Barbed spikes harpoon the fur or skin of a passing animal to ensure transport to a new setting. The amazing sticking power of such hitchhiking seeds inspired engineer and amateur mountaineer George de Mastral to invent Velcro.
The tufts on top move in and out with changes in humidity pusing into the ground and causing the seed to creep a bit. The base, like that of the sand milkwort seed, holds a tip that lures ants.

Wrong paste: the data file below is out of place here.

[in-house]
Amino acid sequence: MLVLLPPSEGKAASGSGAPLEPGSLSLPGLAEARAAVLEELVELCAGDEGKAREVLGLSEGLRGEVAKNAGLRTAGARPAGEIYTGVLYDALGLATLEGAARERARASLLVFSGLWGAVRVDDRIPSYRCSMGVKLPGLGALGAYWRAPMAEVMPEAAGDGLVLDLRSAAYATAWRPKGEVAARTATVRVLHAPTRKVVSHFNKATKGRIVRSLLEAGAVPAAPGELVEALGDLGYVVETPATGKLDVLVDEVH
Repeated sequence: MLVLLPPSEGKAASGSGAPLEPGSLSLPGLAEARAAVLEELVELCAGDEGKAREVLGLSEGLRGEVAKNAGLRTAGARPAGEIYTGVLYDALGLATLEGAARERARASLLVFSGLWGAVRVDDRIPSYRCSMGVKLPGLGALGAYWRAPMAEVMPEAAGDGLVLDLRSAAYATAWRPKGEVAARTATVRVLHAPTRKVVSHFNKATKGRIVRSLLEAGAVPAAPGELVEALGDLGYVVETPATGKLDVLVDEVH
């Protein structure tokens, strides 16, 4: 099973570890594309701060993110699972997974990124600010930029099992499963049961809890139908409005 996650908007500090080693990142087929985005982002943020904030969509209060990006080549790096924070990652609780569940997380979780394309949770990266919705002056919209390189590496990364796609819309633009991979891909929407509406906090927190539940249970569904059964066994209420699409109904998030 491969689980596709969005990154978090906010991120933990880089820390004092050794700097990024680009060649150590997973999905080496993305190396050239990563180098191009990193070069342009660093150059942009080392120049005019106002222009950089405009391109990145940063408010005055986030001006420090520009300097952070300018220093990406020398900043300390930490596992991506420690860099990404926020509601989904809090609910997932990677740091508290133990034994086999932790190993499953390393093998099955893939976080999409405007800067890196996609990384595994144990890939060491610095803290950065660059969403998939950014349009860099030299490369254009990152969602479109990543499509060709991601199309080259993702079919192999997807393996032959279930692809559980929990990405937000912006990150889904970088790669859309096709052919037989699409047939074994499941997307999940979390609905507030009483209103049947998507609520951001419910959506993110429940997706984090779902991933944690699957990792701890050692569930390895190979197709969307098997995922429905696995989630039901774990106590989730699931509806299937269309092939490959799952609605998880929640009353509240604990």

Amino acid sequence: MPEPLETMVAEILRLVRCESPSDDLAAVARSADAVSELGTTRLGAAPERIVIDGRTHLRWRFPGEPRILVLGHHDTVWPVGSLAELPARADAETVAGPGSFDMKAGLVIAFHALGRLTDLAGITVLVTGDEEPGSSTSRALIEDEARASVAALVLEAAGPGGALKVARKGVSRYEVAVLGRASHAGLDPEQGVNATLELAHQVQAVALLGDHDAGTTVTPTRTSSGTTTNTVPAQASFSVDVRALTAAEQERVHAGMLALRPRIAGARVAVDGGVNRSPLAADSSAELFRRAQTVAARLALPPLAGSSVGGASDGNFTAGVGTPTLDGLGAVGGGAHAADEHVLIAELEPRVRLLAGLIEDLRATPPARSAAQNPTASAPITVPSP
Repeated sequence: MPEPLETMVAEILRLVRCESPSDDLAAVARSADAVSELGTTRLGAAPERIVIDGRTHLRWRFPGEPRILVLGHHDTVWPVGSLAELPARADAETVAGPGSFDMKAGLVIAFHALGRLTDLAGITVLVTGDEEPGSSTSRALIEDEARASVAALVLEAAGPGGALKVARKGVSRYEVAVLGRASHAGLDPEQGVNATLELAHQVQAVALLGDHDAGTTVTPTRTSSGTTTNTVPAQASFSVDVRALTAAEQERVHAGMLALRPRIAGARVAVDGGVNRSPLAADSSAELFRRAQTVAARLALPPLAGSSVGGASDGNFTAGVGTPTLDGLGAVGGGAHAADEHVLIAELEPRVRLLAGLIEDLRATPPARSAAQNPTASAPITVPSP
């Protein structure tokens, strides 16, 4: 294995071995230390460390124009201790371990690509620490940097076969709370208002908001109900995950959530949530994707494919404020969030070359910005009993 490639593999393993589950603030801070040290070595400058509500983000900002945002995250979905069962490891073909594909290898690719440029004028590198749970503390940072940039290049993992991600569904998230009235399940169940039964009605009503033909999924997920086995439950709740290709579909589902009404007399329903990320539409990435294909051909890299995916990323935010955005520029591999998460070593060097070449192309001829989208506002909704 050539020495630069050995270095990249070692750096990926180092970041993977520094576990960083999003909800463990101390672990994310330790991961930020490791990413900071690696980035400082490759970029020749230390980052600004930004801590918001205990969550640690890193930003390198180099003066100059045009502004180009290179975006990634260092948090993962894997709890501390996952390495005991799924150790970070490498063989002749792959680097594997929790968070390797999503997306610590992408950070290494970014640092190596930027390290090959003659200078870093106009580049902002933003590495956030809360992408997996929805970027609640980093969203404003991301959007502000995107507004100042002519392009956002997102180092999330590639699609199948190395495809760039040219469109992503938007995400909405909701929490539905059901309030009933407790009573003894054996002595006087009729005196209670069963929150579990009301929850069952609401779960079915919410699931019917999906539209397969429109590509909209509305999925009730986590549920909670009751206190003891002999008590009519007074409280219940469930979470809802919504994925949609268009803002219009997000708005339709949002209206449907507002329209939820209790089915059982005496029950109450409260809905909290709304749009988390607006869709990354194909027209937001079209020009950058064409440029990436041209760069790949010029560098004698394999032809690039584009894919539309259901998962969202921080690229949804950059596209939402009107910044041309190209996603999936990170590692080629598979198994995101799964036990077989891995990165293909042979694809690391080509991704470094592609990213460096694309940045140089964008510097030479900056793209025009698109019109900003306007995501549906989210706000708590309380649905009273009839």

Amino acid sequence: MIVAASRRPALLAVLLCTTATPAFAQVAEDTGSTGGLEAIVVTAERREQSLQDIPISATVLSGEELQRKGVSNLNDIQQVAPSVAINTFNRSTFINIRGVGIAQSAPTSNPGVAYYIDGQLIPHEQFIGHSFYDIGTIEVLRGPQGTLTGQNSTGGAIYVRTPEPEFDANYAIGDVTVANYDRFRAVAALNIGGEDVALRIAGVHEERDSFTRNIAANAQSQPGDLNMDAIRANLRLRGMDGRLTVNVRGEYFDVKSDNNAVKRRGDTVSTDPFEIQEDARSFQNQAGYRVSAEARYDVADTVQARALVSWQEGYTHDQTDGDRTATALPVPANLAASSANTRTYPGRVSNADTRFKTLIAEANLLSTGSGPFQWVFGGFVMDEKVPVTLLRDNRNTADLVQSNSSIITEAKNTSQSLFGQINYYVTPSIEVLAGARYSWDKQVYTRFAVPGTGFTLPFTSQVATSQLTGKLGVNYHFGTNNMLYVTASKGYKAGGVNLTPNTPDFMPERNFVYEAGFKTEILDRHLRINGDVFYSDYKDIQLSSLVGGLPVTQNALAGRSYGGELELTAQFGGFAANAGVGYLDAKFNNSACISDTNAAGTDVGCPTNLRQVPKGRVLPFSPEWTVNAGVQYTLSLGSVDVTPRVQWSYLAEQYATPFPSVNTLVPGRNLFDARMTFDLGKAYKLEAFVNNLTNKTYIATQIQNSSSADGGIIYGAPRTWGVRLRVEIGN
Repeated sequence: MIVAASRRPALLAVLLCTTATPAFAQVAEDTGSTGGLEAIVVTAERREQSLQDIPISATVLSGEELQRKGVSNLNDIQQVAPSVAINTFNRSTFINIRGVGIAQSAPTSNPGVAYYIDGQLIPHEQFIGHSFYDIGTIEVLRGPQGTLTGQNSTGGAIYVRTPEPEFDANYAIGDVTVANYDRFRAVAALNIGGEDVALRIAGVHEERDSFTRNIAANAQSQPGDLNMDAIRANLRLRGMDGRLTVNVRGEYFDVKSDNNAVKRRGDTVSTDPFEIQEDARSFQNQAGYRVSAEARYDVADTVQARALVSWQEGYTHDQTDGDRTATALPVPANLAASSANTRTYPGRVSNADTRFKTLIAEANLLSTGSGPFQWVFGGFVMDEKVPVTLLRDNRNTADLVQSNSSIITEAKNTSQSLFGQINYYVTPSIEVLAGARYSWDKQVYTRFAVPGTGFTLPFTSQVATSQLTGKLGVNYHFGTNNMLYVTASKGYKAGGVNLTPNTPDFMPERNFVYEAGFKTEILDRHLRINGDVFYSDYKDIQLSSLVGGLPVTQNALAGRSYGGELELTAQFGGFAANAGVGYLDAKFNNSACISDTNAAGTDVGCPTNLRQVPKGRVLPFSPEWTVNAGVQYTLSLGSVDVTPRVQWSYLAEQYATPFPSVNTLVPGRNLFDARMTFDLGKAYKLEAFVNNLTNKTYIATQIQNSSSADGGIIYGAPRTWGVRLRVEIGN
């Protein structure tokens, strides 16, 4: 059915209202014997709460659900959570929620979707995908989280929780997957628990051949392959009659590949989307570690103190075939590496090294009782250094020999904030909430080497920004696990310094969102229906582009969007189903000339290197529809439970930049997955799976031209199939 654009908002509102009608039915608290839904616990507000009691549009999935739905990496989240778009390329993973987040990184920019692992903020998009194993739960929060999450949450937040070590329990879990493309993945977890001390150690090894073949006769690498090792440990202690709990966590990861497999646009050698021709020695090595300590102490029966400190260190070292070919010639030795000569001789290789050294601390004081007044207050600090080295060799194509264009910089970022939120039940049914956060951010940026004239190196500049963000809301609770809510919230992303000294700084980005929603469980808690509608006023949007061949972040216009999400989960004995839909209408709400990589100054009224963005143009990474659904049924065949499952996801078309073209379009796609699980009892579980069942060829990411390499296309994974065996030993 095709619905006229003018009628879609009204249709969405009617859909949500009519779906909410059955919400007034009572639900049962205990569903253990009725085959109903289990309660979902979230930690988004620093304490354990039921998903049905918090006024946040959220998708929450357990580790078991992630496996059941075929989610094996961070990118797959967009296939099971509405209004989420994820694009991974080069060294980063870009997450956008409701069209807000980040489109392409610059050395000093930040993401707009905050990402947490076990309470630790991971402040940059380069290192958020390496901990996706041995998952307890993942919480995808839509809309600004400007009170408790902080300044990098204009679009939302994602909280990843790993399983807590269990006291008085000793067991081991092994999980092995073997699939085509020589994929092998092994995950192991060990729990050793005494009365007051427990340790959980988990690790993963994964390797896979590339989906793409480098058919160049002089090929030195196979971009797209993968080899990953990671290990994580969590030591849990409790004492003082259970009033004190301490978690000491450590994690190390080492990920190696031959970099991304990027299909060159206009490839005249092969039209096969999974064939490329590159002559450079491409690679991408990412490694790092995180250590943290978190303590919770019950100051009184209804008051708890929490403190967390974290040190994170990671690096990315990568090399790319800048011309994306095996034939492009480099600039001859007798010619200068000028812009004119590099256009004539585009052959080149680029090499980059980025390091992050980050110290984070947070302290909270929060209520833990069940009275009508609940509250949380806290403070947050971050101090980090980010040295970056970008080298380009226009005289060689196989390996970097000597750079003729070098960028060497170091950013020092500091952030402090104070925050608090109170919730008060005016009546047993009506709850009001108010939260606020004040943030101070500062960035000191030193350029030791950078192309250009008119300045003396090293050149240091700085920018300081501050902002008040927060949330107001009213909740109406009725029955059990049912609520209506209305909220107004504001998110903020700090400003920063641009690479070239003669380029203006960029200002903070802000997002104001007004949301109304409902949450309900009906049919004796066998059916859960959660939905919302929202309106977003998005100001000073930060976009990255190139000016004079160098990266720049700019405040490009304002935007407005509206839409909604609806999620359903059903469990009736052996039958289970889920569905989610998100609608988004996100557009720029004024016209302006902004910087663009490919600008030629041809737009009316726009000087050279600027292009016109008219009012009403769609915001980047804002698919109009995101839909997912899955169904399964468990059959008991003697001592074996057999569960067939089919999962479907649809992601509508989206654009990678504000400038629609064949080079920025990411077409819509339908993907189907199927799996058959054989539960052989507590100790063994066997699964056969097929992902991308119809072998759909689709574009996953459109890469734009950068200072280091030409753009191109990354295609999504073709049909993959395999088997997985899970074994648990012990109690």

An array of spikes on the seed may help it catch a ride on the wind. This image, like all the electron micrographs in this gallery, is in false color.
The papery fringe that wraps around the seed helps it ride the wind. Other windborne seeds have wings that cause them to flutter or spin to the ground, potentially drifting farther from the tree.